Nina Simone and Mercedes Sosa are always there, and DJ Shadow in terms of production. I’m also very influenced by Tropa Vallenata, Los Bukis, Bronco, cumbia that my dad used to play, Nas and the Fugees. I feel like you can’t limit yourself to one style of music and be that exclusionary. Something that we did that has never really been done before is combine hip-hop with jarocho, even incorporating the cajon and charango in some songs. I also started working with a new group of producers out of Corpus Christi, TX who are really doing their own new thing down there. They mixing cumbia and dub step, electronic, cumbia trap. They aren’t just sampling, but are actually starting from the bottom and taking those specific instruments and sounds piece by piece to fit within the electronic or dub step. It’s exciting to see new styles of music being created.
KH: I love your collaborations with other artists, especially with emerging female artists such as La Marisoul from La Santa Cecilia and Irene Diaz. Do you have future collaborations in the works with these artists or others?
Nah, Marisoul and Irene are too big for me now! I can’t collaborate with them anymore, they don’t answer my phone calls (laughs). I loved collaborating with them, and also Mayra Fernandez, a musician from Chicago on the track “Hasta Que Te Encontre.” I’m always on the hunt for new people to collaborate with, folks who will add texture to my music. I look for other musicians, not necessarily MC’s. I’m working now with Marisa Rondstadt on some collaboration.
KH: Since this is your first time coming to the East Coast to perform, what can someone who has never seen you live before or heard your music expect from your live performances?
Expect a lot of energy, expect hip-hop cultural based music, or if you want to call it world music. Expect a demographic that’s nothing short of multi colored, multi racial and with varied gender identities. When I first started, my shows attracted straight up hip hop heads. They are still there, but the demographic has changed a lot. You’ll find them in the back bobbing their heads, and you’re also going to find punks, girls looking cute and trying to have a good time or guys just having a few drinks. You'll find a hip hop head and a hipster standing next to each other, wearing the same skinny jeans. I take so much pride in the fact that so many different kinds of people feel safe to come to my shows and do their own thing.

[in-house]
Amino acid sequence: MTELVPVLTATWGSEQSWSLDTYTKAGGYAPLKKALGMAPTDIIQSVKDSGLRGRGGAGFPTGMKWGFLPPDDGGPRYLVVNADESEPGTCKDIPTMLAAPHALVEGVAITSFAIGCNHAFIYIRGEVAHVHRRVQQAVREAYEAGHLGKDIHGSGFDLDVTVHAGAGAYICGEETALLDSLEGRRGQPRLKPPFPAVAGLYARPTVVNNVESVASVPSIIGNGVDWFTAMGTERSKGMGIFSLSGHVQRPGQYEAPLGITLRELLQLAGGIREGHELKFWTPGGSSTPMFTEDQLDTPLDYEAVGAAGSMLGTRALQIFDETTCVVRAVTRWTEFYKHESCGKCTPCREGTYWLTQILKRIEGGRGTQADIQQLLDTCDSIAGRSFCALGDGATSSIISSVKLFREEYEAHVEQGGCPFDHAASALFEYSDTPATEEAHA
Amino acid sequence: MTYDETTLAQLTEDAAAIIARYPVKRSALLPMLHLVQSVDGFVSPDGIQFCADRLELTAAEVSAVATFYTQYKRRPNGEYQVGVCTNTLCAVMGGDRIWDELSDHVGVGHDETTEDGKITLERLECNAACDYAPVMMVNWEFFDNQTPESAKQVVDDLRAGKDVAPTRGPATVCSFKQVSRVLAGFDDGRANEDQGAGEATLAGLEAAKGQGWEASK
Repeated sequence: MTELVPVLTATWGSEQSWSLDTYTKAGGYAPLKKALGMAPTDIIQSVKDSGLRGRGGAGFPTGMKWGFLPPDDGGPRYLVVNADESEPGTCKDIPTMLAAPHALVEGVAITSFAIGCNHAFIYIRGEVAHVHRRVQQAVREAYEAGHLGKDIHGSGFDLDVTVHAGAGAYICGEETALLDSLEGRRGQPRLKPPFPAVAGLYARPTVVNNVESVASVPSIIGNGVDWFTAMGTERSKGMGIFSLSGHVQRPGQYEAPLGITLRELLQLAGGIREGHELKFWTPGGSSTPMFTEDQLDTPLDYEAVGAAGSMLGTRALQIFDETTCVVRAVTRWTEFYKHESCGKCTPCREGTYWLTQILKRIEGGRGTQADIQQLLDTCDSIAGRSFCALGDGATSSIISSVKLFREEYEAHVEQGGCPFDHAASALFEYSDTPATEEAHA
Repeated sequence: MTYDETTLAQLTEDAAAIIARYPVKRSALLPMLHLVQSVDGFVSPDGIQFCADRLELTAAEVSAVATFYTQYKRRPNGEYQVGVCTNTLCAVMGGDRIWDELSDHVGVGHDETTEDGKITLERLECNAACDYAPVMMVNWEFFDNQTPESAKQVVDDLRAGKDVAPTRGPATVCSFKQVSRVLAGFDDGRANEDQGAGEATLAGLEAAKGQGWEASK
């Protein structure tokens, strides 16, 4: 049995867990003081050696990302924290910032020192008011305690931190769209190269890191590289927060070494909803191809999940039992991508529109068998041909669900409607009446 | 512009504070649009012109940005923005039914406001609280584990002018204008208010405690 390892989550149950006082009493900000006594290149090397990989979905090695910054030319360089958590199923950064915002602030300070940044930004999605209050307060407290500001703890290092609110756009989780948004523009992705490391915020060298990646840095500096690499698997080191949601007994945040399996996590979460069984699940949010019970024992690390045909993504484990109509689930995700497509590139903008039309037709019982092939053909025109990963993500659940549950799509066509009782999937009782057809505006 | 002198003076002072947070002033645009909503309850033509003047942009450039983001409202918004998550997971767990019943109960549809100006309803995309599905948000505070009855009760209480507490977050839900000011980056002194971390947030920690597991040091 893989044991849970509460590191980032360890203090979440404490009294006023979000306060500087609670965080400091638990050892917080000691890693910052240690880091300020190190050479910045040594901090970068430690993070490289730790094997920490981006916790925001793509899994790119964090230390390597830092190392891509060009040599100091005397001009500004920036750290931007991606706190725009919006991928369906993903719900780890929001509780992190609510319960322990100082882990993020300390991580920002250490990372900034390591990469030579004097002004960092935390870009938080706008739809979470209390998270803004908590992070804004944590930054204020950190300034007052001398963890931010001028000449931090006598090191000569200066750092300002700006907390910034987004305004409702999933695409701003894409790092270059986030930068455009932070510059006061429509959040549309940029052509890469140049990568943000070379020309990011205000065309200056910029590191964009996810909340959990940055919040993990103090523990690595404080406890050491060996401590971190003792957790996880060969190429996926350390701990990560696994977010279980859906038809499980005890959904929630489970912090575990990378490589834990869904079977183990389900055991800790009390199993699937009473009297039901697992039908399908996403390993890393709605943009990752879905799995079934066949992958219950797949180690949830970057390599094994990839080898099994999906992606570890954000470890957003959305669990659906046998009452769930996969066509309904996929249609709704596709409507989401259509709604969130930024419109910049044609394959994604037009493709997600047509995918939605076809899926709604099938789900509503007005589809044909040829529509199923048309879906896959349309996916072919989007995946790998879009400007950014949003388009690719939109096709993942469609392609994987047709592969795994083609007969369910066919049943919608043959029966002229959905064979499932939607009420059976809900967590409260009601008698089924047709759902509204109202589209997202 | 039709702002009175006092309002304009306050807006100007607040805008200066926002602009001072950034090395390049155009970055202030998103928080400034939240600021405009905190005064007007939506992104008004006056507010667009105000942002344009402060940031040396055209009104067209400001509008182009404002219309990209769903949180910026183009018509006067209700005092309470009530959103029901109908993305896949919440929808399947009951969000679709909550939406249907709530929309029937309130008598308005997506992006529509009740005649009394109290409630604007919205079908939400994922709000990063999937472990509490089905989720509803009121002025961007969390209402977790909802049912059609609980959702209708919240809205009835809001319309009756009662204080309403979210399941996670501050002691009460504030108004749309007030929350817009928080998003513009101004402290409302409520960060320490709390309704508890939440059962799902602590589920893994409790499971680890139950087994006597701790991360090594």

KH: What is one of your favorite songs to perform?
“Por El Suelo.” It’s very danceable, its trap and cumbia all in one, and gets everyone moving.
Olmeca's DC show schedule:
Wednesday, March 26, 2014
Olmeca @ Haydees
3102 Mt Pleasant St. NW, Washington DC 20010
Set 6:00PM, Entrance $5, all ages
Saturday March 29, 2014
Brown is Beautiful @ American University
4400 Massachusetts Avenue NW, Washington DC 20016
Set 6:00PM, all ages
For more information visit: http://www.olmecaone.com
Sunday March 30th, 2014
SOA Watch Concert @ Acre 121
1400 Irving St. NW, Washington DC 20010
Set 8:00PM, all ages